But it isn't really a person, is it?

Apart from a special revelation from God, telling us exactly when the person or soul enters the body, there is simply no way for anyone to distinguish between a “person” and a “human being.” However, it is almost universally accepted that human life begins at conception. Therefore the constitutional right to life guaranteed to all American persons should be granted to all American human beings from the moment of conception.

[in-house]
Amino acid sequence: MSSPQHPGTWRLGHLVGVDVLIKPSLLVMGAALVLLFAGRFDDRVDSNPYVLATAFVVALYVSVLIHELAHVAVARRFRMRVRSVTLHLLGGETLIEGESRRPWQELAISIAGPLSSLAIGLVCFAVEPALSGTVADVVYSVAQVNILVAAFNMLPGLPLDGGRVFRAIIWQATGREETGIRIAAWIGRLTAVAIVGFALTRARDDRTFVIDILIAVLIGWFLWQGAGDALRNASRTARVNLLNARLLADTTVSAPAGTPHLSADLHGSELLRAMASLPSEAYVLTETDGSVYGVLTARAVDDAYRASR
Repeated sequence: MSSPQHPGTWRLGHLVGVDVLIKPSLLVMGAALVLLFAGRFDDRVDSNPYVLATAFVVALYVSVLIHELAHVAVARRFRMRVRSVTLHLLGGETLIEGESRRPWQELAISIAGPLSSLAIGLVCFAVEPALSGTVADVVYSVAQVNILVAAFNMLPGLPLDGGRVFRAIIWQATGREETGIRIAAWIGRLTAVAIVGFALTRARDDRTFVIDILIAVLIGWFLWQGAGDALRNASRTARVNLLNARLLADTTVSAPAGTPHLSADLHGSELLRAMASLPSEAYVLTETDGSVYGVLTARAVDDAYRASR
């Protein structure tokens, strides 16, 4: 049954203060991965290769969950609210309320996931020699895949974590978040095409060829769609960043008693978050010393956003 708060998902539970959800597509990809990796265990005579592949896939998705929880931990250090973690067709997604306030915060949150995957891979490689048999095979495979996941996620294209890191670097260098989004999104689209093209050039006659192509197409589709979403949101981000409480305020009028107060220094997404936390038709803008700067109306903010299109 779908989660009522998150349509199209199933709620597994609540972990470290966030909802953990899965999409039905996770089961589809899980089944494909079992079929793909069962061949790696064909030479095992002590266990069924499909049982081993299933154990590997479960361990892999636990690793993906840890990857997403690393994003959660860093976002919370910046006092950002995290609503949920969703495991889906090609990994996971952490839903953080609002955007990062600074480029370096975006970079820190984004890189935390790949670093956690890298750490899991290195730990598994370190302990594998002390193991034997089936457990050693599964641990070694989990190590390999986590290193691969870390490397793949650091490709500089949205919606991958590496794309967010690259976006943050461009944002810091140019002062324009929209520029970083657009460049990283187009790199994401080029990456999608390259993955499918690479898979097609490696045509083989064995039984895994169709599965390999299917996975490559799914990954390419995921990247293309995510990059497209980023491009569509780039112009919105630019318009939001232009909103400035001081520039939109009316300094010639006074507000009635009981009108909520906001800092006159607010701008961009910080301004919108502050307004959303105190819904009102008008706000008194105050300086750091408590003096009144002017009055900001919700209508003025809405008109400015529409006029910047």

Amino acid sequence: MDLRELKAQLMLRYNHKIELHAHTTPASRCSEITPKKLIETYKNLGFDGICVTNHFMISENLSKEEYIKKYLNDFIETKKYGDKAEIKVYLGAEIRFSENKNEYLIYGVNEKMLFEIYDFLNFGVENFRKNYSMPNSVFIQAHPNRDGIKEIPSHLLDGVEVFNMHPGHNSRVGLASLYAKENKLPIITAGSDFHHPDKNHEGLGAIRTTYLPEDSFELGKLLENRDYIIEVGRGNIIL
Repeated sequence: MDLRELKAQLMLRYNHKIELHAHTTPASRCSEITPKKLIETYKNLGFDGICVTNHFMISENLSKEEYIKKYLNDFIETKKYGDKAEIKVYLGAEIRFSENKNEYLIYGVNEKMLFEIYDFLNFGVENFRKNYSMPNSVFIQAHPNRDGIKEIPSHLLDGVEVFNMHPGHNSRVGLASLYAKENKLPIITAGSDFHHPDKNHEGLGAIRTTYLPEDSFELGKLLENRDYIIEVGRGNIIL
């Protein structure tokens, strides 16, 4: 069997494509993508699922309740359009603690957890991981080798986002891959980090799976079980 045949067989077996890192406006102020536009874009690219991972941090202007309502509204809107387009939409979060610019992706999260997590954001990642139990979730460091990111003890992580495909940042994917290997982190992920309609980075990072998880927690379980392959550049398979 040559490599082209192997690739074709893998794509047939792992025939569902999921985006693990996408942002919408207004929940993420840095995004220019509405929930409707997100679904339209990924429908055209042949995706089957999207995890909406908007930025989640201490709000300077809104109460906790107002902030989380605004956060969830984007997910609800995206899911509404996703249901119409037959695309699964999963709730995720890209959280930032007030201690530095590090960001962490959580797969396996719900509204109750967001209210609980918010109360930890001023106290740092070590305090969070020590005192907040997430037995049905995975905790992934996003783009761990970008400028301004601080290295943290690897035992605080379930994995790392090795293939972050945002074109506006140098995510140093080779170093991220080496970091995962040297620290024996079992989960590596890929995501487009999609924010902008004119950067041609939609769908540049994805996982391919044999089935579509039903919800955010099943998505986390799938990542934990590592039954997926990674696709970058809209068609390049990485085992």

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This question arises because the 14th amendment to the U.S. Constitution declares that no state shall deprive any person of life, liberty, or due process of law. Pro-life citizens find it impossible to think that our founding fathers would have excluded pre-born human beings from the category of protected persons. If, however, our legislators and judges are determined to do so, they face a huge problem: They must decide when in fact a developing human being does become a constitutionally protected “person.” The possibilities abound, confuse, and should give us serious pause. Do “the products of conception” become a person when a baby takes its first breath? When it is born? When it can survive outside the womb (Due to advances in medicine, this is a constantly shifting time frame)? At “quickening”, when the mother (or should it be the father, or the doctor) first feels the baby move? When brain waves are first detected (another sliding scale, currently about seven weeks after conception)? Or when the heartbeat is first detected (sometimes as early as 18-21 days after conception)? No, there is only one moment that good science, common sense, and the faith traditions of multitudes around the world agree upon as the point at which a human being—and a constitutionally protected person—comes into being:  The moment of conception. Before that moment there is a solitary egg and a solitary sperm, neither of which, on their own, can become a human being. But in the next moment, when those two cells merge, there is a new human being. This tiny little person, with genetic endowments from both Dad and Mom, has an altogether unique genetic make-up, one that will determine its gender, form, features, coloration, capabilities, future health, and more. No one who understands biological science, or who believes in a divine creator, or who has studied the faith traditions of the world, would dare to call this fantastically complex, living, growing, moving product of conception a mere “blob of tissue.” Nor can anyone honestly call it a simple appendage of its host-mother. Truly, from the moment of conception a true human being is in our midst. On what grounds, then, shall we assign legal personhood to it at some later time? And even if it were true that a baby human is only on its way to becoming a person, what right does anyone have to kill it?